For any web developer, working with the date in the application is always a tricky part. While working with the date, we have to make sure things works properly for every timezone. In Javascript, you might have to work with the calendar events, booking events or any other type of events which needs the relevant times based on the user’s geolocation.

In this article, we are going to learn about the javascript date object in detail and what are the things which we have to take care while working with the javascript date object.

Javascript date object

The Date object is a built-in object in javascript that stores the date and time. Date objects are based on the time value that is the number of milliseconds since 1 January 1970 UTC.

There are many ways in which you can instantiate a date in Javascript. All of those methods work in your local time zone.

create date without arguments

let now = new Date();

The now variable will display the current date and time of your local zone.

create a date with strings

let date = new Date('2019-11-05');

In this method, you can create a date by passing the date-string into the new Date().

We explain date-string differently in different parts of the world. For example, 11-05-2019 is either 11th May, 2019 or 5th November 2019. This is very confusing and so in javascript, if you are using the date-string then you have to use the format which is accepted worldwide that is ISO 8601.

// ISO 8601 Extended format
`YYYY-MM-DDTHH:mm:ss:sssZ`
  • YYYY: the year in 4 -digit
  • MM: month in 2-digit where 01 indicates January and 12 indicates December
  • DD: the date in 2-digit(0-30)
  • -: Date delimiters
  • T: Indicates the start of time
  • HH: 24-digit hour (0 to 23)
  • mm: Minutes (0 to 59)
  • ss: Seconds (0 to 59)
  • sss: Milliseconds (0 to 999)
  • :: Time delimiters
  • Z: If Z is present, the date will be set to UTC. If Z is not present, it’ll be Local Time. (This only applies if time is provided.)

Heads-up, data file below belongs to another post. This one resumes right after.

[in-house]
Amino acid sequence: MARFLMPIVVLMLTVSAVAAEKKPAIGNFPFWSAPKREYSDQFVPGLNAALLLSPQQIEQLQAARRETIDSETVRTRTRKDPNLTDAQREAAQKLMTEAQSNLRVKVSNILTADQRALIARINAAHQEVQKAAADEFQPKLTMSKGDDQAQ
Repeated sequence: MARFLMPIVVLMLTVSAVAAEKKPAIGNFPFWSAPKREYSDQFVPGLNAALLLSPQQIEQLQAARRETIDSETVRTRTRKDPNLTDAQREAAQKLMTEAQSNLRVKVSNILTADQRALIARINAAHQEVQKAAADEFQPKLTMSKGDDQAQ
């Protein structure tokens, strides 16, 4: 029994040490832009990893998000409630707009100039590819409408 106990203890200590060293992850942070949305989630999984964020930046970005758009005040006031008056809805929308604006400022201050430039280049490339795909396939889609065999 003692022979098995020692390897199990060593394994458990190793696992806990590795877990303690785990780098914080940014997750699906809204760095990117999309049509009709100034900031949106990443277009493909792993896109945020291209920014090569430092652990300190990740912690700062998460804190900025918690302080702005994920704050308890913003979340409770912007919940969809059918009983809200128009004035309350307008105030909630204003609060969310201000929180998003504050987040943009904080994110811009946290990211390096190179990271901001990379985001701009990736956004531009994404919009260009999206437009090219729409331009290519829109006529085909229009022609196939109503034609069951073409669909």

One point to note here while creating a date with date-string is you have to take care of the timezones.

What does this mean??? Let’s understand by an example which explains by CSS-tricks in one of their articles.

new Date('2019-11-05')

There’s a huge problem in the above date creation. You can spot the problem if you console.log this date.

If you live in an area that’s behind GMT, you’ll get a date that says 4th June and If you live in an area that’s ahead of GMT, you’ll get a date that says 5th June. This happens because the date-string method has a peculiar behaviour: If you create a date (without specifying time), you get a date set in UTC.

In the above scenario, when you write new Date(‘2019-11-05’), you actually create a date that says 5th November 2019, 12 am UTC. This is why people who live in areas behind GMT get a 4th November instead of 6th November.

If you want to create a date in Local Time with the date-string method, you need to include the time. When you include time, you need to write the HH and mm at a minimum.

Due to this issue, it is recommended to not use date-string for creating the date in javascript.

If you want to create dates, use arguments or timestamps which we are going to learn next.

create a date with arguments

// 5th Novemver 2019, 8:12:23pm, Local Time
let date = new Date(2019, 11, 5, 8 12, 23)

You can read above date from left-right as a year, month, date, hour, minutes, seconds.

In Javascript. the month is a zero-indexed so make sure while creating a date with this method.

All the date created with this method is in local time zone if you need to create date with UTC then you can do that by below method

let date = new Date(2019, 11, 5)

creating dates with timestamps

You can also crate date bypassing the timestamp value into the new Date() object.

let date = new Date(1572965652)

Javascript Date Object Prototypes

Getters

Date.getDate()

The getDate() method returns the day of the month for the specified date according to local time.

let date = new Date(2019,11,05);
console.log(date.getDate());

Date.getDay()

The getDay() method returns the day of the week for the specified date according to local time, where 0 represents Sunday.

let date = new Date(2019,11,05);
console.log(date.getDay());